Collecting art for love or money
Gallery owners offer their views
By Ben Silverman
Photos by Billie Jean Plaster
In recent years, Sandpoint has enjoyed the status of being one of the premier arts communities in the Northwest. However, like a finely rendered illusion created by a master artist, there is more that meets the eye.
Behind the dozen or so galleries in the city that sell everything from art glass and ceramics to original paintings, reproductions and sculpture, there lies a group of dedicated individuals who make their livings selling art.
One such person traveled halfway around the world to become part of the Sandpoint art scene. Greg Smith and his wife, Pat, purchased the Selkirk Gallery last February from long-time owner Ellen Klein. Smith moved from Sydney, Australia to Sandpoint last September to begin a new life with Pat, who he met on the Internet. Now he says hes keen on establishing himself as Sandpoints resident portrait artist.
Despite his hectic schedule running the gallery, Smith tries to make time for his own artwork, which he said, is not an easy task for most newcomers the scenery can be distracting enough.
I do love it here in Sandpoint, he said. The newness and beauty of the region have already begun to add fuel to the inspiration Ive felt since arriving.
Creating art and selling it, however, are two different things. The elements that power the sales of art in Sandpoint can be as varied as the opinions of the gallery owners, but in most cases it boils down to the simple fact of marketing.
It is a huge part of what art is, said Jeff Poole, co-owner of the Lyman Gallery on First Avenue in downtown Sandpoint. But what really sells any art is the emotional response people have. You can market cars, computers and anything else, but with art there is ultimately a deep emotional connection that speaks to people.
Poole also said its not necessarily the medium that attracts collectors, its the subject matter, and people like to take a little piece of Sandpoint with them when they go back home.
Long-time Sandpoint resident and artist Janeen Schissler recently opened a gallery, tucked away at the back of the Artworks Cooperative on First Avenue, that focuses on her wildlife paintings. She agreed with Poole about the desire for many to own a keepsake of something they cherish.
I think that people more than ever are into natural resources, and wildlife is an important part of that, she said. People want to hang on to nature as much as possible.
Though its most common for art lovers to collect their favorite artists work for aesthetic reasons, on the other side of the coin are those who collect art as an investment, a practice that some say is the antithesis of what art is about.
I try to discourage that, said Karen Smith, owner of the Artistic Impressions Gallery, also on First Avenue. You should buy art that you like so you can enjoy it. There are no guarantees that art is a good investment. Its like the stock market it goes up and down.
Nationally known artist David Kraisler and his wife, Chris, moved to Sandpoint in 1999 and opened the Chris Kraisler Contemporary Fine Arts Gallery last spring. Chris said her experience with those who invest in art is somewhat different. She has seen some patrons collect art as an investment and become as serious and passionate as those who collect for aesthetic reasons.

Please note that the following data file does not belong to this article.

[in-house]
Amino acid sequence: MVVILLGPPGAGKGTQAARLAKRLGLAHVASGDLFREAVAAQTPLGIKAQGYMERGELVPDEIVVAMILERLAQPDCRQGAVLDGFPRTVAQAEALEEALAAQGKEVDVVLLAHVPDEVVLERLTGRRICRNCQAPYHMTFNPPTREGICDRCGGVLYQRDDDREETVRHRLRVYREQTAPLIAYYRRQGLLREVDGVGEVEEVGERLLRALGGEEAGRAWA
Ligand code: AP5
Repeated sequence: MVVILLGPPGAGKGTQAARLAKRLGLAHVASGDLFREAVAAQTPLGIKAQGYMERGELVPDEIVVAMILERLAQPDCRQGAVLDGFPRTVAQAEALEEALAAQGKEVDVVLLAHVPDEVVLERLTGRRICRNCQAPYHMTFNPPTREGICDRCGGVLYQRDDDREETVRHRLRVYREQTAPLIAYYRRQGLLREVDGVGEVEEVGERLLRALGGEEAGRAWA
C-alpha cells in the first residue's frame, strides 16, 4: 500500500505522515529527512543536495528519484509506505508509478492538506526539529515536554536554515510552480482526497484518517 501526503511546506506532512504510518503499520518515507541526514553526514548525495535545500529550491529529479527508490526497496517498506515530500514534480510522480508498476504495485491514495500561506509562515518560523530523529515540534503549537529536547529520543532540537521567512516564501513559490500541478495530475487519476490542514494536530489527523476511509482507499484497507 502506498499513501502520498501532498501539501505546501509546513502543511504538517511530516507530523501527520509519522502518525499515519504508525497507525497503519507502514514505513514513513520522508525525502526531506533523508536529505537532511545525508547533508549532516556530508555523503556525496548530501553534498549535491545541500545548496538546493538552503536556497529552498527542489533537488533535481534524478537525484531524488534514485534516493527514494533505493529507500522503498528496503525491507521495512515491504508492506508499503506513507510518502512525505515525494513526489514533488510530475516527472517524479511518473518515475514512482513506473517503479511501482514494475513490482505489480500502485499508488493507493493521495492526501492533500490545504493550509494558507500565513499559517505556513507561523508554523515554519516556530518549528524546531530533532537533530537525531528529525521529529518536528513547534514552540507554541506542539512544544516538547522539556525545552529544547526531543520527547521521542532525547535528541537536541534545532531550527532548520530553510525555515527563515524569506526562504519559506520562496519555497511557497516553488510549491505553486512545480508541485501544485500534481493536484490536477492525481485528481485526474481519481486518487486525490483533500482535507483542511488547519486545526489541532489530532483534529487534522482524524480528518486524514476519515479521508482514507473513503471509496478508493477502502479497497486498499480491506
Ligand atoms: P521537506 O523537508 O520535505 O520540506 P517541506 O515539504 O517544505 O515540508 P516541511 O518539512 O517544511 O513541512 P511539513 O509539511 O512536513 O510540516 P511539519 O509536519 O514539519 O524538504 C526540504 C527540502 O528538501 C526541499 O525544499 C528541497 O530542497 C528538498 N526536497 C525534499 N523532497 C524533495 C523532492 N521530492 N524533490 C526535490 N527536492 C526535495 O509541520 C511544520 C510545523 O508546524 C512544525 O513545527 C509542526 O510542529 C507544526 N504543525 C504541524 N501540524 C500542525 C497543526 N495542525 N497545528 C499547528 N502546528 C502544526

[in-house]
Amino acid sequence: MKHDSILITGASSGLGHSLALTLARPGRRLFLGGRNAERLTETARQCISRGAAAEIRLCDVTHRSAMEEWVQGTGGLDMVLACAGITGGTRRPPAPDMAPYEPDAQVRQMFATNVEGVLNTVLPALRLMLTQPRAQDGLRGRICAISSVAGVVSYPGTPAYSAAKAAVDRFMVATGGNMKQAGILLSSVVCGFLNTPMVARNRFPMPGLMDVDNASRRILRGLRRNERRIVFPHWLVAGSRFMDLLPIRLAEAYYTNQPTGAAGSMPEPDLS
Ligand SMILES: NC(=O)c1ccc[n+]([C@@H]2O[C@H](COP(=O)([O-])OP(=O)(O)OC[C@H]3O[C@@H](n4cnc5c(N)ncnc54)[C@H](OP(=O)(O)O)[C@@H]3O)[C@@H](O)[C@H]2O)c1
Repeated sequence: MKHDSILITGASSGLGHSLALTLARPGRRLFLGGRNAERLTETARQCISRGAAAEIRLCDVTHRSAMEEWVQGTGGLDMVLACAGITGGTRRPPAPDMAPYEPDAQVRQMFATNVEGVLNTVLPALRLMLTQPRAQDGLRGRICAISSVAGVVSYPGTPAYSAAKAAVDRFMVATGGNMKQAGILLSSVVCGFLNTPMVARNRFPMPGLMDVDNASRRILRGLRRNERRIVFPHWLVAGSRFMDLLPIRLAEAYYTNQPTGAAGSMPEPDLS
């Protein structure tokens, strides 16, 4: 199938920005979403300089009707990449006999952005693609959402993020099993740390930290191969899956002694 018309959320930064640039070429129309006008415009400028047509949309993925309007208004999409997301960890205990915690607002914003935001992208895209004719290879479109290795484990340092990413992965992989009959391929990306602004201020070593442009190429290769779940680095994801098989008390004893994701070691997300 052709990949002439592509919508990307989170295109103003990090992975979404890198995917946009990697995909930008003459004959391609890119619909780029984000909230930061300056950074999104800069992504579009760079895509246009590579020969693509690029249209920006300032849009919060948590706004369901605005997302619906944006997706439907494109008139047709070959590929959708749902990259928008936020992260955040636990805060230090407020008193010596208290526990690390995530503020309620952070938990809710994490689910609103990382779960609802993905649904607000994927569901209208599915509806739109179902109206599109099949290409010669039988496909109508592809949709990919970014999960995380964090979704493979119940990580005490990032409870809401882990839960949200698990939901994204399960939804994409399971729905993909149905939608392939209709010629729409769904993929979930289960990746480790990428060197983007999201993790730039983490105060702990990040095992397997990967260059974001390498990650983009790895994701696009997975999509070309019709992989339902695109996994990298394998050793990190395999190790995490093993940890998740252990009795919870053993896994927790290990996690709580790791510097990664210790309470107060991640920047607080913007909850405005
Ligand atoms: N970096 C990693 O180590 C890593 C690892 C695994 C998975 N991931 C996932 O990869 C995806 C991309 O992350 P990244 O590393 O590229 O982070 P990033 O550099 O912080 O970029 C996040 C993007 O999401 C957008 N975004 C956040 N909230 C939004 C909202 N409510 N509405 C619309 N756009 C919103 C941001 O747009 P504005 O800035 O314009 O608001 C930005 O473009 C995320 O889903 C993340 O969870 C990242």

This is definitely true, she said. Some collectors not only buy pieces for their homes, but they also store some of their art in climate controlled warehouses as an investment. For them its exactly like the stock market with its ups and downs. They love the game and the process, and theyre willing to wait it out.
To collect art that brightens your day and fills your home with color doesnt have to take thousands of dollars though. Catering to those who collect art for fun more than anything else is the Olivetree Gallery, another recent addition to the First Avenue arts corridor. Owners Matt and Pamela Elbaum have a more simple approach to collectibles.
The average person can walk into our gallery and afford what they see. The art we carry is also fun. Were after the whimsical and the funky, said Matt with a big, hearty laugh that reveals his Texas origins.
The Olivetree is a gallery one can also visit to see art in the making. Sitting quietly in a cove at The Olivetree is a potters wheel where Pamela spins out her own ceramic creations. Though the bulk of their wares have a price tag that averages $100, Matt says most of what the Olivetree carries is individually crafted, not reproduced.
A stones throw from the Olivetree Gallery is The Hens Tooth Gallery, owned by Sandpoints native son and artist Ward Tollbom. The Hens Tooth mostly features Tollboms originals and reproductions, though to purchase a Tollbom original you might have to wait. With a price upwards of $4,000 and a pre-sold waiting list of three years, his paintings are truly rarer than a hens tooth.
For those who just cant wait for or cant afford an original, Tollbom has reproduced some of his work in small editions and offers them at reasonable prices. Tollboms philosophy on collecting art is as simple and straightforward as the wildlife he meticulously paints.
I hope people buy it because they like it, he said with a mischievous grin.But personally I dont collect anywhere near the amount I would like to. Im an artist; I cant afford to collect art. He did, however, reveal that he owns and enjoys some works of other Sandpoint artists.
Beg, borrow or steal, collecting and owning art can be a rewarding experience whether for financial or aesthetic gain. While browsing the many downtown galleries and searching for that perfect creation you have always wanted, and when you finally get it home and hung, remember this: You havent just bought a work of art, you now own a little piece of Sandpoint.